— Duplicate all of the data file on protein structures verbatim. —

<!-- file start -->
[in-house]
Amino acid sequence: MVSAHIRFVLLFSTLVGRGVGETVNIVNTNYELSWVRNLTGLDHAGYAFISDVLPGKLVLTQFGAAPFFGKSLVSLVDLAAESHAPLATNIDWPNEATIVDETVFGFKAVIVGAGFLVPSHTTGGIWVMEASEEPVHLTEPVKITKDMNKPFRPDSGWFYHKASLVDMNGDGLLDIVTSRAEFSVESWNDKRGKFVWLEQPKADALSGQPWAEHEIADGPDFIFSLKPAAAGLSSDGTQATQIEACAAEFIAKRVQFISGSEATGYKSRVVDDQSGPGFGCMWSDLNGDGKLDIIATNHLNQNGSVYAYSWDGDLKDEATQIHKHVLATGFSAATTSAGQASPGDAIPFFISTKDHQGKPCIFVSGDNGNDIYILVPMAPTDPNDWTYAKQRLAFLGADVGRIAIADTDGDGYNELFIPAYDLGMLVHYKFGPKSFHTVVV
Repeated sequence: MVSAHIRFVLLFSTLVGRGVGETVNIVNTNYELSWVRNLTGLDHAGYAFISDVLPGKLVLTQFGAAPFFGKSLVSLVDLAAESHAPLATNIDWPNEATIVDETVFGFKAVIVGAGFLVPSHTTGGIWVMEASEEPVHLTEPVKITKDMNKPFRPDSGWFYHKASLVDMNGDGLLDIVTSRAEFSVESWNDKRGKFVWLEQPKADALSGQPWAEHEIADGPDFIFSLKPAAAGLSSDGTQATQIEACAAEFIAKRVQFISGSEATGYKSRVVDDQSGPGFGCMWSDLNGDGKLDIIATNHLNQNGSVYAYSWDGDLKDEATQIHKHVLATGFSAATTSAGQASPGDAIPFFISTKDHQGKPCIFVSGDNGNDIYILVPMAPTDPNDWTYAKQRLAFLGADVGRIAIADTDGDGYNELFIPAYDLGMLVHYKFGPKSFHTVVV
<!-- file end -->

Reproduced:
[in-house]
Amino acid sequence: MVSAHIRFVLLFSTLVGRGVGETVNIVNTNYELSWVRNLTGLDHAGYAFISDVLPGKLVLTQFGAAPFFGKSLVSLVDLAAESHAPLATNIDWPNEATIVDETVFGFKAVIVGAGFLVPSHTTGGIWVMEASEEPVHLTEPVKITKDMNKPFRPDSGWFYHKASLVDMNGDGLLDIVTSRAEFSVESWNDKRGKFVWLEQPKADALSGQPWAEHEIADGPDFIFSLKPAAAGLSSDGTQATQIEACAAEFIAKRVQFISGSEATGYKSRVVDDQSGPGFGCMWSDLNGDGKLDIIATNHLNQNGSVYAYSWDGDLKDEATQIHKHVLATGFSAATTSAGQASPGDAIPFFISTKDHQGKPCIFVSGDNGNDIYILVPMAPTDPNDWTYAKQRLAFLGADVGRIAIADTDGDGYNELFIPAYDLGMLVHYKFGPKSFHTVVV
Repeated sequence: MVSAHIRFVLLFSTLVGRGVGETVNIVNTNYELSWVRNLTGLDHAGYAFISDVLPGKLVLTQFGAAPFFGKSLVSLVDLAAESHAPLATNIDWPNEATIVDETVFGFKAVIVGAGFLVPSHTTGGIWVMEASEEPVHLTEPVKITKDMNKPFRPDSGWFYHKASLVDMNGDGLLDIVTSRAEFSVESWNDKRGKFVWLEQPKADALSGQPWAEHEIADGPDFIFSLKPAAAGLSSDGTQATQIEACAAEFIAKRVQFISGSEATGYKSRVVDDQSGPGFGCMWSDLNGDGKLDIIATNHLNQNGSVYAYSWDGDLKDEATQIHKHVLATGFSAATTSAGQASPGDAIPFFISTKDHQGKPCIFVSGDNGNDIYILVPMAPTDPNDWTYAKQRLAFLGADVGRIAIADTDGDGYNELFIPAYDLGMLVHYKFGPKSFHTVVV